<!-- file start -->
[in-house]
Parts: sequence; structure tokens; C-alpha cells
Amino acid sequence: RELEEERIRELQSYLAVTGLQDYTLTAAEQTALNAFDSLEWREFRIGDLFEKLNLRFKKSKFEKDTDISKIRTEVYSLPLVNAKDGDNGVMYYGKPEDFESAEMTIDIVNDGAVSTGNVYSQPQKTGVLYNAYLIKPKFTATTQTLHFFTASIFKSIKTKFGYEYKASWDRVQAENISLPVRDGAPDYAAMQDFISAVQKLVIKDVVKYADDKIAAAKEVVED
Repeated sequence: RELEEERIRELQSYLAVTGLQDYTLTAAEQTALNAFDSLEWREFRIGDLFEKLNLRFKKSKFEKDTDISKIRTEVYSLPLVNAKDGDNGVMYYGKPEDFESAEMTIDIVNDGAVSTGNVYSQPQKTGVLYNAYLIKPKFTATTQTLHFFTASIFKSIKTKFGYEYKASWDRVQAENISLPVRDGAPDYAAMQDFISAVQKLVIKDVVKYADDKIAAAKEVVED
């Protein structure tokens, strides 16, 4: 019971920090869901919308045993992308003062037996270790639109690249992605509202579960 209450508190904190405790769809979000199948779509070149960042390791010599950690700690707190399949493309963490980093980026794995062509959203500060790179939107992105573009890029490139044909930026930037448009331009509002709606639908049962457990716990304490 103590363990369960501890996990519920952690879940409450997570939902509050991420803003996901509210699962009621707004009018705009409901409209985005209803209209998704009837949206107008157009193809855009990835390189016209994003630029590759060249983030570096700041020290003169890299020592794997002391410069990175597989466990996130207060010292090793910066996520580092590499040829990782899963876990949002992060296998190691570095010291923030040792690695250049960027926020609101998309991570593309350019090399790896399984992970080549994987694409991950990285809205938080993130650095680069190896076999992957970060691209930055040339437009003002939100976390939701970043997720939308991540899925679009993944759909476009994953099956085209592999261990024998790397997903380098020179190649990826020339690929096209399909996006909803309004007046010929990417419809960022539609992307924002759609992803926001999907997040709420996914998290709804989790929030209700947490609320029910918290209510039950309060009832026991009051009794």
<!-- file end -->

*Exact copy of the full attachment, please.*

[in-house]
Parts: sequence; structure tokens; C-alpha cells
Amino acid sequence: RELEEERIRELQSYLAVTGLQDYTLTAAEQTALNAFDSLEWREFRIGDLFEKLNLRFKKSKFEKDTDISKIRTEVYSLPLVNAKDGDNGVMYYGKPEDFESAEMTIDIVNDGAVSTGNVYSQPQKTGVLYNAYLIKPKFTATTQTLHFFTASIFKSIKTKFGYEYKASWDRVQAENISLPVRDGAPDYAAMQDFISAVQKLVIKDVVKYADDKIAAAKEVVED
Repeated sequence: RELEEERIRELQSYLAVTGLQDYTLTAAEQTALNAFDSLEWREFRIGDLFEKLNLRFKKSKFEKDTDISKIRTEVYSLPLVNAKDGDNGVMYYGKPEDFESAEMTIDIVNDGAVSTGNVYSQPQKTGVLYNAYLIKPKFTATTQTLHFFTASIFKSIKTKFGYEYKASWDRVQAENISLPVRDGAPDYAAMQDFISAVQKLVIKDVVKYADDKIAAAKEVVED
């Protein structure tokens, strides 16, 4: 019971920090869901919308045993992308003062037996270790639109690249992605509202579960 209450508190904190405790769809979000199948779509070149960042390791010599950690700690707190399949493309963490980093980026794995062509959203500060790179939107992105573009890029490139044909930026930037448009331009509002709606639908049962457990716990304490 103590363990369960501890996990519920952690879940409450997570939902509050991420803003996901509210699962009621707004009018705009409901409209985005209803209209998704009837949206107008157009193809855009990835390189016209994003630029590759060249983030570096700041020290003169890299020592794997002391410069990175597989466990996130207060010292090793910066996520580092590499040829990782899963876990949002992060296998190691570095010291923030040792690695250049960027926020609101998309991570593309350019090399790896399984992970080549994987694409991950990285809205938080993130650095680069190896076999992957970060691209930055040339437009003002939100976390939701970043997720939308991540899925679009993944759909476009994953099956085209592999261990024998790397997903380098020179190649990826020339690929096209399909996006909803309004007046010929990417419809960022539609992307924002759609992803926001999907997040709420996914998290709804989790929030209700947490609320029910918290209510039950309060009832026991009051009794």